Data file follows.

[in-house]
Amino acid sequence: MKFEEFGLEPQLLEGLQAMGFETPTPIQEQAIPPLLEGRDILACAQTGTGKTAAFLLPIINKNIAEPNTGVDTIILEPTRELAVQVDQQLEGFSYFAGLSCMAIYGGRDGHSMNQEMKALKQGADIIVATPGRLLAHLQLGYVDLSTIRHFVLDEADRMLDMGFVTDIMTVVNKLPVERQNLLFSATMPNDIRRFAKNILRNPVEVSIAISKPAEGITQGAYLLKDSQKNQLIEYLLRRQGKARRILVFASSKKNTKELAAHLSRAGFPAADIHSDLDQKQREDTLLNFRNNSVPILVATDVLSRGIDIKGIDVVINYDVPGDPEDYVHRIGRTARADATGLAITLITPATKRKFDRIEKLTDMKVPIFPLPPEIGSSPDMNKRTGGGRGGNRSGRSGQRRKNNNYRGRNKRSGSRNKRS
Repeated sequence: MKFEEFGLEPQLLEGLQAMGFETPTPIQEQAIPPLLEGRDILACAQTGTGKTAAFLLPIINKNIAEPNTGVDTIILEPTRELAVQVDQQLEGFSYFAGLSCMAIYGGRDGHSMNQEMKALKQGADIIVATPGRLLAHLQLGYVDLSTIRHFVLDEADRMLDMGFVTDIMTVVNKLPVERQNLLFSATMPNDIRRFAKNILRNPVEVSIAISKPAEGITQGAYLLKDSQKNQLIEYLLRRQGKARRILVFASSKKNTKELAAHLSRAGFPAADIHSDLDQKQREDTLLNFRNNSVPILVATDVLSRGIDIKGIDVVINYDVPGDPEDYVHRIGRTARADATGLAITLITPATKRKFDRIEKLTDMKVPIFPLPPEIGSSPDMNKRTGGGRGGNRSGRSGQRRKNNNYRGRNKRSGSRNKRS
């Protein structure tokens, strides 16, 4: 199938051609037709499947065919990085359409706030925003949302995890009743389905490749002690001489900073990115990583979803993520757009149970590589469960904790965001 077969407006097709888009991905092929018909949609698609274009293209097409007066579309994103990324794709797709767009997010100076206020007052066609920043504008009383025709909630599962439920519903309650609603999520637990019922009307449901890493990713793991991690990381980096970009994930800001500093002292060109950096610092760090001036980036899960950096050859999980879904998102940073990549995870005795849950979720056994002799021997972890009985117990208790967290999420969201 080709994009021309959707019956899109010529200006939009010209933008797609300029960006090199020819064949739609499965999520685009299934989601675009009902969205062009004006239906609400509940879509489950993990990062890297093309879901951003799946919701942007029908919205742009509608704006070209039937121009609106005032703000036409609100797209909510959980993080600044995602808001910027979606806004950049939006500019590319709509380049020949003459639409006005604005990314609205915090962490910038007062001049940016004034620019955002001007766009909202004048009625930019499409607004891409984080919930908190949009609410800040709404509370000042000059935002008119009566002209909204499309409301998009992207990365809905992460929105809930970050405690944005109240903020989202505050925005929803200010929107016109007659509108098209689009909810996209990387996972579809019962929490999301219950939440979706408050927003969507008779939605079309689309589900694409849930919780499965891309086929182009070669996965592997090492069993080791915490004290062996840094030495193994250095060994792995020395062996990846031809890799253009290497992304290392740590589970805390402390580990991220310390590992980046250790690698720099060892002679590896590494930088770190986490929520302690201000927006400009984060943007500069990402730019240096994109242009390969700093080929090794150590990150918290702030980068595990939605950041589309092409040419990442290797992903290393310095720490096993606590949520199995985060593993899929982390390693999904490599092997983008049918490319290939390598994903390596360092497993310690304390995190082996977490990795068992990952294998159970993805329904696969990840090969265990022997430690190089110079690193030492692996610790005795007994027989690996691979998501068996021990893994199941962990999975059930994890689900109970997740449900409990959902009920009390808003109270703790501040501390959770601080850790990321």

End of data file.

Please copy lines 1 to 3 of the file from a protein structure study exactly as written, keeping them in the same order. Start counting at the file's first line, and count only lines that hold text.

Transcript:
[in-house]
Amino acid sequence: MKFEEFGLEPQLLEGLQAMGFETPTPIQEQAIPPLLEGRDILACAQTGTGKTAAFLLPIINKNIAEPNTGVDTIILEPTRELAVQVDQQLEGFSYFAGLSCMAIYGGRDGHSMNQEMKALKQGADIIVATPGRLLAHLQLGYVDLSTIRHFVLDEADRMLDMGFVTDIMTVVNKLPVERQNLLFSATMPNDIRRFAKNILRNPVEVSIAISKPAEGITQGAYLLKDSQKNQLIEYLLRRQGKARRILVFASSKKNTKELAAHLSRAGFPAADIHSDLDQKQREDTLLNFRNNSVPILVATDVLSRGIDIKGIDVVINYDVPGDPEDYVHRIGRTARADATGLAITLITPATKRKFDRIEKLTDMKVPIFPLPPEIGSSPDMNKRTGGGRGGNRSGRSGQRRKNNNYRGRNKRSGSRNKRS
Repeated sequence: MKFEEFGLEPQLLEGLQAMGFETPTPIQEQAIPPLLEGRDILACAQTGTGKTAAFLLPIINKNIAEPNTGVDTIILEPTRELAVQVDQQLEGFSYFAGLSCMAIYGGRDGHSMNQEMKALKQGADIIVATPGRLLAHLQLGYVDLSTIRHFVLDEADRMLDMGFVTDIMTVVNKLPVERQNLLFSATMPNDIRRFAKNILRNPVEVSIAISKPAEGITQGAYLLKDSQKNQLIEYLLRRQGKARRILVFASSKKNTKELAAHLSRAGFPAADIHSDLDQKQREDTLLNFRNNSVPILVATDVLSRGIDIKGIDVVINYDVPGDPEDYVHRIGRTARADATGLAITLITPATKRKFDRIEKLTDMKVPIFPLPPEIGSSPDMNKRTGGGRGGNRSGRSGQRRKNNNYRGRNKRSGSRNKRS